CHADRON – There’s a writing renaissance going on at Chadron State College, particularly in its English program.
To wit, “Tenth Street Miscellany,” a student-produced journal, has been reimagined this semester, students are showing more interest in programs that are writing intensive, and the English department is hoping to add creative writing as a minor in CSC’s next academic catalog.
“I’m really seeing a lot of energy and interest on campus about writing,” said Dr. Steve Coughlin, an assistant professor in the English and Humanities department.
Coughlin should know. He interacts with several CSC student writers daily during his creative writing courses and he’s also around them during extracurricular activities, serving as faculty adviser for Sigma Tau Delta, CSC’s honorary English group, and “Tenth Street Miscellany.”
“Tenth Street Miscellany” was published annually by the English department for several years but submissions started to dwindle a few years ago. Following its absence, Coughlin and a group of students chose to resurrect the journal and more than 40 original pieces were submitted. In 2015, “Tenth Street Miscellany” was published online but this semester Coughlin said the editors will also publish a physical copy.
“We are looking at a model where we’ll print biennially and update the website annually,” Coughlin said. “Creative writing is growing and I think that’s showing with how many students and faculty and staff are submitting their writing.”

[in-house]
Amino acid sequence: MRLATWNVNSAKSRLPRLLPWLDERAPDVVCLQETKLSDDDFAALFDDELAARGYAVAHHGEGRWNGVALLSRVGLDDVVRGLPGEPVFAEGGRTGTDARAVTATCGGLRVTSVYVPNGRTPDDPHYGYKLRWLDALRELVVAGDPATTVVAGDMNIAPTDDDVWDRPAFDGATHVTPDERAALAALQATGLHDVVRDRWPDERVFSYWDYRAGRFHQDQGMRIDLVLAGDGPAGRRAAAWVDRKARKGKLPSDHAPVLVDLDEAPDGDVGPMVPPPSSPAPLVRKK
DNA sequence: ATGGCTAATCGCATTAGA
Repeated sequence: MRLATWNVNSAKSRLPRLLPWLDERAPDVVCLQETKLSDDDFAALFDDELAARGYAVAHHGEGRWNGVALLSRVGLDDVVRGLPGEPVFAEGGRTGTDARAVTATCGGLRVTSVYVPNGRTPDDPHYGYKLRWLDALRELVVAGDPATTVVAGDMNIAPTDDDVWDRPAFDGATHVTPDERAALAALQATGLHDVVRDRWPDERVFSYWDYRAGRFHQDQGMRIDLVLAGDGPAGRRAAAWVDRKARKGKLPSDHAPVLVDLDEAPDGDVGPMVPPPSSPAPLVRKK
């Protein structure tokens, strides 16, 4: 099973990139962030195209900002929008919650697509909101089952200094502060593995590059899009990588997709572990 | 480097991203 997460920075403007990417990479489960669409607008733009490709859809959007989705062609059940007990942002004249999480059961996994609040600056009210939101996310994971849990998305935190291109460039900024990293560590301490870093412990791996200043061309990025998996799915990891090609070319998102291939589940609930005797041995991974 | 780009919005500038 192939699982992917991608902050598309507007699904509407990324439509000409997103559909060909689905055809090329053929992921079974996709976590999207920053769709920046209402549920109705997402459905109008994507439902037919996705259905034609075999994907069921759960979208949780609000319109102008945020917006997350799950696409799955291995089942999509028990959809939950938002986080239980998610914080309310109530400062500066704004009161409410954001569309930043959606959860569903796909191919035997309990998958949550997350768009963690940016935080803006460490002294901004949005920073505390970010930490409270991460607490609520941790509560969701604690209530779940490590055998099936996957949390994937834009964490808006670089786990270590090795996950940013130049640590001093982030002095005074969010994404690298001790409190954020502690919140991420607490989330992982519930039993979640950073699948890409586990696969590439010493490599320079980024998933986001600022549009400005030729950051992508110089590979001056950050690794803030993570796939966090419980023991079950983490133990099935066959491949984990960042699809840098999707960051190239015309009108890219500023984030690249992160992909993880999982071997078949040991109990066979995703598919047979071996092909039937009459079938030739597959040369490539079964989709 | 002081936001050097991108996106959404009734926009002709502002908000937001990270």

The success of “Tenth Street Miscellany” has been encouraging, but Coughlin is also hoping the Distinguished Writer Series can build on its recent momentum. In early April, novelist Kent Meyers read to a packed house in the Chicoine Atrium of the Mari Sandoz High Plains Heritage Center.
“We really had an incredible success with Kent Meyers’ reading,” he said. “Things like the Distinguished Writer Series create an opportunity for us to grow arts through literature.”
Coughlin and Professor Dr. Matt Evertson, in conjunction with the Mari Sandoz Heritage Society and CSC, will also host the Story Catcher Writing Workshop and Festival, June 9-12. The Story Catcher festival will have a workshop June 9-10 for advanced writers at Fort Robinson before hosting a general workshop on campus June 11-12.
Coughlin and other members of the English faculty are pleased to see more students interested in writing. It reaffirms the value of a liberal arts education and creative expression that the English and Humanities department has strived to establish.
“Students get an outlet when they write. We all communicate in different ways and there is a desire for creative communication. It’s my job as a professor to help students meet those goals. Liberal arts are at the heart of it because we all have a desire to understand who we are in a complicated world and creative writing helps negotiate that head on. English and Humanities are difficult to assess but they give us a quality of life. We wouldn’t be anywhere without the humanities.”
Adding to that quality of life is a set of communication skills CSC faculty help students develop.
“We prepare our students with composition and creative writing skills,” he said. “Composition students are given a skillset to succeed in an academic setting. It prepares students to write for college situations. Creative writing invites students into an active conversation about literature. It’s a living, breathing thing. The humanities are a chain and this is another link in it. The other great thing about creative writing is how empowering it can be because it offers a workshop environment. That offers support and helps students gain confidence because students have their peers thinking about them as an artist and are taken seriously. That’s a very powerful thing and it doesn’t get much better than that. That’s high impact learning.”
—Alex Helmbrecht, Director of College Relations